The distillation of this is that the conditions on our spacetime required for the initial value problem to be well-posed are not straightforward!


Which initial conditions?

Even if we're working with a time-orientable, globally hyperbolic spacetime, it's still not obvious what kind of data we need to specify on our initial hypersurface $\Sigma_0$ in order for a solution to exist and be unique. The metric alone ought to be insufficient for a unique solution, since the Einstein equations are second order. Specifying a time derivative of the metric on our initial hypersurface corresponds mathematically to specifying the extrinsic curvature tensor on $\Sigma_0$.

Furthermore, the Einstein equation places constraints (known as the Hamiltonian and momentum constraints) on the metric and extrinsic curvature we are allowed to specify – that is to say, it is not possible to specify both an arbitrary metric and an arbitrary extrinsic curvature tensor on $\Sigma_0$. Once we have specified initial data obeying these constraints, a theorem due to Choquet-Bruhat and Geroch guarantees that the time-evolution of the metric exists and is unique.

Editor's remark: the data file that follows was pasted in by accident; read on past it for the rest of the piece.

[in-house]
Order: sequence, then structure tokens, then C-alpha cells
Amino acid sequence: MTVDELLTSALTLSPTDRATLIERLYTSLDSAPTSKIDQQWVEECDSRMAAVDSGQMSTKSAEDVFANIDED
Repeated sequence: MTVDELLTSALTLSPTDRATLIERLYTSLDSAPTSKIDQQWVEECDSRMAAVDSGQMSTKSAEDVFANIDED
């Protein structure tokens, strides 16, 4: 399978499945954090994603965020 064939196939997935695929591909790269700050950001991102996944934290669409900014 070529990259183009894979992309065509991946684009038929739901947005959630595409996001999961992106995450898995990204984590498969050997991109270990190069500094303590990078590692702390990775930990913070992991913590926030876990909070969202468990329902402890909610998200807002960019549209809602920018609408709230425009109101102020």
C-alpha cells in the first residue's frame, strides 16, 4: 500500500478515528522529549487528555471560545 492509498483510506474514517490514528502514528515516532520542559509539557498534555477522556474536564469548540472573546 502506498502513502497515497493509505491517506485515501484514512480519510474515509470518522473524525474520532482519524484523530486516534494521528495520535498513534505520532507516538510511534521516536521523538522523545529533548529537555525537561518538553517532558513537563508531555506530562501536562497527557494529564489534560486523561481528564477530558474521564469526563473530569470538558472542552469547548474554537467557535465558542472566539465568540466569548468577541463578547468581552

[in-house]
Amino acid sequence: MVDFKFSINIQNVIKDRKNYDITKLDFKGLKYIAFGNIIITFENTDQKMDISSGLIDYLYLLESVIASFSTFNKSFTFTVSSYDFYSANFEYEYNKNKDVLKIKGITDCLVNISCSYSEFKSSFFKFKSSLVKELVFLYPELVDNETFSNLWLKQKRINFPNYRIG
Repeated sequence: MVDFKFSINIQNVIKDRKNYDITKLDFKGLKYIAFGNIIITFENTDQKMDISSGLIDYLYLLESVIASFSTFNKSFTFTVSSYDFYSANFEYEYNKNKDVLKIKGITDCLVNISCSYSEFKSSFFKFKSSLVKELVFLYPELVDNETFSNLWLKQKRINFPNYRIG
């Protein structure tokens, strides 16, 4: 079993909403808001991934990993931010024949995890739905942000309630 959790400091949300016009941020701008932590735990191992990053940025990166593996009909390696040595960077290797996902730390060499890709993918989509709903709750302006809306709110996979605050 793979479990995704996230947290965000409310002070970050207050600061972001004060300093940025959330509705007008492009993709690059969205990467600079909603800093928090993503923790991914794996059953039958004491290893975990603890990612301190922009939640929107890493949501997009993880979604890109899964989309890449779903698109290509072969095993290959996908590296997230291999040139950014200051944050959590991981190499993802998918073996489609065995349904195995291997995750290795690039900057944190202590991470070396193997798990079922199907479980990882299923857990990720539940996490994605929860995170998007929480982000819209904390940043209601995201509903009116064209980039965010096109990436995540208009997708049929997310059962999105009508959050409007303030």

$\endgroup$
0
$\begingroup$

Sorry to disappoint you, but my answer is less romantic than you might expect: There is no varying time coordinate which could change the situation.

$t$ is the coordinate time of a far-away observer A. When a mass particle is falling into the black hole B, according to the time coordinates of A, B will never reach the black hole. That means that the whole simulation will consider B approaching the black hole without ever reaching it.

The situation is not fundamentally different for any other observer at any position nearer to the event horizon than the position of the far-away observer (due to coordinate transformation). That means, no clock outside of the event horizon will ever show the moment when B touches the event horizon.

In contrast, the clock of the infalling particle B will provide a time coordinate for the moment when particle B touches the event horizon. But the time coordinates of B at this moment correspond to no coordinate time of any outside observer. All outside observers agree that B will never reach the event horizon. The region "II" in the Penrose diagram above is happening after the end of our time, for this reason its time concept is rather meaningless.

$\endgroup$

Your Answer

By clicking “Post Your Answer”, you agree to our terms of service, privacy policy and cookie policy

Not the answer you're looking for? Browse other questions tagged or ask your own question.